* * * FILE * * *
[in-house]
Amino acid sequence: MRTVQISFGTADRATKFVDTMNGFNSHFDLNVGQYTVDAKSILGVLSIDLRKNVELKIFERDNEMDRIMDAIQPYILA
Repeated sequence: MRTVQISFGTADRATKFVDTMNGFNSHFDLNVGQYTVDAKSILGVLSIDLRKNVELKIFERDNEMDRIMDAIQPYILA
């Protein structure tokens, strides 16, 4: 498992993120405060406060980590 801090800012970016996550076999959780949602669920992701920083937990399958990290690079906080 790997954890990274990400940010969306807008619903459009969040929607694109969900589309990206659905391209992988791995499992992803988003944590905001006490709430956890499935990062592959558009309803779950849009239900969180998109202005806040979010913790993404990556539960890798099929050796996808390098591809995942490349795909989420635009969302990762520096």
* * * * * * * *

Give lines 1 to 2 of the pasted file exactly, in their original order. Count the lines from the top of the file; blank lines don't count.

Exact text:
[in-house]
Amino acid sequence: MRTVQISFGTADRATKFVDTMNGFNSHFDLNVGQYTVDAKSILGVLSIDLRKNVELKIFERDNEMDRIMDAIQPYILA